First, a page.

Baltic Cruise in 2011

Please note that javascript does not appear to be enabled in your browser. In order to properly view this travel blog, including the capability to view larger photos, you need have javascript enabled.
If you are running Internet Explorer, version 8 or older, the web pages will not display properly. If so, and you have another browser; e.g., FireFox or Chrome, I recommend you view these pages on it. Please accept my apology; I do not have time to fix the IE8 on XP problems.

On our second day in St Petersburg, we continued on our tour, to the Peterhof Palace island. We began the day's tour by taking a ride on the city's subway which was as modern as any we have seen.

Subway escalator
Cyrillic sign **
Waiting for a train
** There is an interesting story about Cyrillic signs on the subway. It tells the troubles I ran into when I went on a trip to Moscow back in 2005. It's kind of long, but if you would like to read it, click here.
The page should appear in a separate tab or window so you won't have to worry about losing your place in this trip blog.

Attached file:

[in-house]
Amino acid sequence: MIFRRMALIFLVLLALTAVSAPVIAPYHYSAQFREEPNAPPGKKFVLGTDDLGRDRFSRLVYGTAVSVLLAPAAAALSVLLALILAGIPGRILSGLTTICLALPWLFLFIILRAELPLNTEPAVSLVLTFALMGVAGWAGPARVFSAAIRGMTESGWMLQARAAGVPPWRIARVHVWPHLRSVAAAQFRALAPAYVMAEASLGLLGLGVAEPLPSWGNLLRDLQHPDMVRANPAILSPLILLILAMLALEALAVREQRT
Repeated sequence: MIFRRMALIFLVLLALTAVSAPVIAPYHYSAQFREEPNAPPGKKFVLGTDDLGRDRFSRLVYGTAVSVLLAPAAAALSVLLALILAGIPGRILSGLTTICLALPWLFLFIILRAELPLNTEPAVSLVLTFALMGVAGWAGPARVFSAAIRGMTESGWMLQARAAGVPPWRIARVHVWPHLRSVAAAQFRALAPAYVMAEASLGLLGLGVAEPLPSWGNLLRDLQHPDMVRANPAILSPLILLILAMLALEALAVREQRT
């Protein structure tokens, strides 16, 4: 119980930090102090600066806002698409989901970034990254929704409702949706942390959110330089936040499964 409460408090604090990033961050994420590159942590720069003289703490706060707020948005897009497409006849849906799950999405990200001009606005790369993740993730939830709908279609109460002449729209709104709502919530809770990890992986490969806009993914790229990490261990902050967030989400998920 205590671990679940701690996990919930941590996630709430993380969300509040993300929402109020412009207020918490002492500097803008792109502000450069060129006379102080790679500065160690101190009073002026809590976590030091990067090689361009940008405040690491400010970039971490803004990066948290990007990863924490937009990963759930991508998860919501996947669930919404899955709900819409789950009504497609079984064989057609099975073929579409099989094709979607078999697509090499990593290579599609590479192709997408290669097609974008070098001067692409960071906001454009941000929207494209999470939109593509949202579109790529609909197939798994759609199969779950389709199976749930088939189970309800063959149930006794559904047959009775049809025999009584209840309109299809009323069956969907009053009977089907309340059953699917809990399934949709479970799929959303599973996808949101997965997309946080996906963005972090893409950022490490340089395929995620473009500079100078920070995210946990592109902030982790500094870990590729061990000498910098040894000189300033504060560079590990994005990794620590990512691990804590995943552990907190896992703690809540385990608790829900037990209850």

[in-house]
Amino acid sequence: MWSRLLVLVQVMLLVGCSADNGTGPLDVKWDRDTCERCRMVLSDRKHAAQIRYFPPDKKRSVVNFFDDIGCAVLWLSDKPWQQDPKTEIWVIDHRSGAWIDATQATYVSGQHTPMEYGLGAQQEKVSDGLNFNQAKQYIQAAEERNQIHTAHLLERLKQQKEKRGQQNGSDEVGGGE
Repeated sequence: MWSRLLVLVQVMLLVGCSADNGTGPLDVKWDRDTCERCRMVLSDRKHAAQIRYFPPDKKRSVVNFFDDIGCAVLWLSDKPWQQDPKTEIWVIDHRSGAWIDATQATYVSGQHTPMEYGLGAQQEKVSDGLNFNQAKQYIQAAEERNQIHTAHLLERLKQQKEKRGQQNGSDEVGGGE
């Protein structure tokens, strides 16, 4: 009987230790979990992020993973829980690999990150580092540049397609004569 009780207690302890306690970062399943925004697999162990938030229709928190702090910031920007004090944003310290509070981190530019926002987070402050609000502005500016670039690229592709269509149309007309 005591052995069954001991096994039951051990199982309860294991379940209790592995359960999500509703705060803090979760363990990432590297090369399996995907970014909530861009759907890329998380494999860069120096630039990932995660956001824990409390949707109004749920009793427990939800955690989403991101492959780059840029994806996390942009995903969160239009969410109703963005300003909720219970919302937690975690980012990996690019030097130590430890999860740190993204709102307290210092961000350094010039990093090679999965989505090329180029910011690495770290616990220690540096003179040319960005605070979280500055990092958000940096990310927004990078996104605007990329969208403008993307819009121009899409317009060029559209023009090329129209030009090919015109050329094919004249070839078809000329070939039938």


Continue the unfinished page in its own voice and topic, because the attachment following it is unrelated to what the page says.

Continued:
Workers coming
Nice artwork
Good ol' McDonald's
Summer Palace
Peterhof Gardens
Peterhof Gardens
Lynda at fountain
A hydrofoil boat
Speedboat head-on
And a ride back
Restaurant Stolle

NOTE: Some photos seem to be out of sequence. The reason is that, in order to have rows of photos of the same size of direction - all Horizontals or Verticals in a particular row. It helps to keep the page neater. Since I had very few verticals to post between the time we got on the subway and had lunch (and beer) in Stolle, I waited until the row below to post the vertical photo of me on the subway car.

Tour guide inside Stolle
Others inside Stolle
A beer @ Stolle
Inside subway car
Some gold towers
  These photos, both above and below, were taken inside a church whose name we can not remember. I thought I'd include them in this travel blog as they illustrate the beauty of the church.
The Church of the Savior on Spilled Blood
The bride
Bride (and groom?)
A limousine
This was about the third or fourth time we had seen wedding participants - brides and grooms - so we decided to take a couple (or three) photos.